Sunday, 22 March 2009

The Next Village

There is a (very) short story by Franz Kafka, with the title The Next Village. When I first read it, aged 17, and studying for German A Level, I think I thought it was simply amusingly weird. Now, aged 55, and getting a first good long look at old age (still in the distance, but closer and a damn sight more real than A Levels), my view of it has changed several times.

Here is the whole thing, in my translation:

Grandad always used to say: "Life is amazingly short. Looking back, even now, everything is all so closely crowded up that I can scarcely imagine, say, how a young person makes up their mind to visit the next village without the fear that -- quite apart from any mishaps -- even the length of a normally, happily unfolding life will be nowhere near enough time for such a trip."

Now, I think it's easy to take this story at face value. How very true, you might think: the older I get the quicker the time seems to go! How clear my childhood seems, but where, for the love of Dora Diamant, are my car keys? Short, sharp, and to the point -- good old Kafka! You could get the thing made up into a little poster to hang over your desk. "You don't have to be Kafka to work here, but it helps!"

However, for what it's worth, I always think it's good to remember that Kafka had a sense of humour. And, as that classic double act Deleuze and Guattari point out, the problem with most readers and critics is that they retreat from the experience of the unknown to the knowable, from the uncomfortable to the comfort zone: Kafka's castle must be "god", transformation into a beetle must be about oedipal conflict, etc. As Freud is alleged to have said, sometimes a cigar is just a cigar. Or, as G. Marx did say, "Mind if I don't smoke?"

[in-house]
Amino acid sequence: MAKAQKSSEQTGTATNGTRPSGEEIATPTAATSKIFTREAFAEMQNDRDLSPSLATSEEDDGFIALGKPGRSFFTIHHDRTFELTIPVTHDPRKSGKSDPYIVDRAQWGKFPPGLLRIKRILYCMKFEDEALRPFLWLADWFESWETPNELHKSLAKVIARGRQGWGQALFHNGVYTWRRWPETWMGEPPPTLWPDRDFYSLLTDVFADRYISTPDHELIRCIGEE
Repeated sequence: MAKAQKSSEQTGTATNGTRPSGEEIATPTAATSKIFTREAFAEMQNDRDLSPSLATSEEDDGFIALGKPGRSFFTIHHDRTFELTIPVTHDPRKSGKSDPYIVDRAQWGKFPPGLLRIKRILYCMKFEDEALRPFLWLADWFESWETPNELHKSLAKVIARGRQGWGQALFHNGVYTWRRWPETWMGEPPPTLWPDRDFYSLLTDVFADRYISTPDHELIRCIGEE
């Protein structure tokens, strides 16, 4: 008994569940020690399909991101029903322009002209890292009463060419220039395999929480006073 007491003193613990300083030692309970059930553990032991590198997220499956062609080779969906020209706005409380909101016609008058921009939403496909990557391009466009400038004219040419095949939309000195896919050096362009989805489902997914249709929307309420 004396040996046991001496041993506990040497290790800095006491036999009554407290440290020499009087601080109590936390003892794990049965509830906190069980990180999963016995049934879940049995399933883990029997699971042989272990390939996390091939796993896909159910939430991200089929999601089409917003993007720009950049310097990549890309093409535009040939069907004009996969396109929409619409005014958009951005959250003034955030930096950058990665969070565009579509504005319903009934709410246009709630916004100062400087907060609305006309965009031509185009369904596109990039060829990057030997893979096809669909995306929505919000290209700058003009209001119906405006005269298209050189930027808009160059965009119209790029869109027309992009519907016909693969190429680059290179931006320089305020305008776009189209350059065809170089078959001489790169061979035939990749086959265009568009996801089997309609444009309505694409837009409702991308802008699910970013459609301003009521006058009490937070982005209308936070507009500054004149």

I refer you to my earlier post Impossible Things. Is it not amusing that an old man, at the end of his "normally, happily unfolding life," comes to the realisation that a trip to the next village (a journey he has presumably made many times) is actually impossible? That life, as lived, has an exponential quality which makes the banal, the eminently possible, as daunting as a trip to Mars? Perhaps it's a joke you can only get if you have ever slumped in a room (depressed, drunk, wasted, or simply lazy) and longed to be in that impossibly distant corner shop.


Mauro Thon Giudici said...

If you do some google search you will find a lot of new studies on nostalgia shedding some light on what happens at our "young" age.

I read the Kafka piece in my youth too. A few days ago, mostly supporting my daughter in her study (or Abysmal Ignorance Recovery: AIR) I came across a similar one from "Dino Buzzati" "I sette messageri". At the moment it reminded something but did non get it. Your reminder made me reconnect the two tales. Thanks.

Do not worry you still have a lot of time left :-D, that's what I repeat myself :-(. An other supporting thought is that Leonardo at 50 still had to paint his best known works.

But against any liniment do not forget the Rambo III consideration upon the training in ignoring pain: "Did it work" .... "not exactly".

Mike C. said...


Especially for you, I give you this link:

Rather strange, but rather touching...

Mauro Thon Giudici said...

Thanks. Interesting. I have to confess that I have never liked Mastroianni. Too much Italian for my taste (you know we've never been a real unitarian state). But in this case I admit that he has such an ability in having a casual approach to the question. And yes it is touching. I hope that this will last almost for a month in terms of nostalgia and sentimentalism :-D

Mike C. said...

Yes, I think it's probably comparable to finding a video of Dirk Bogarde doing a piece on James Joyce's "The Dead" or something ... Weird.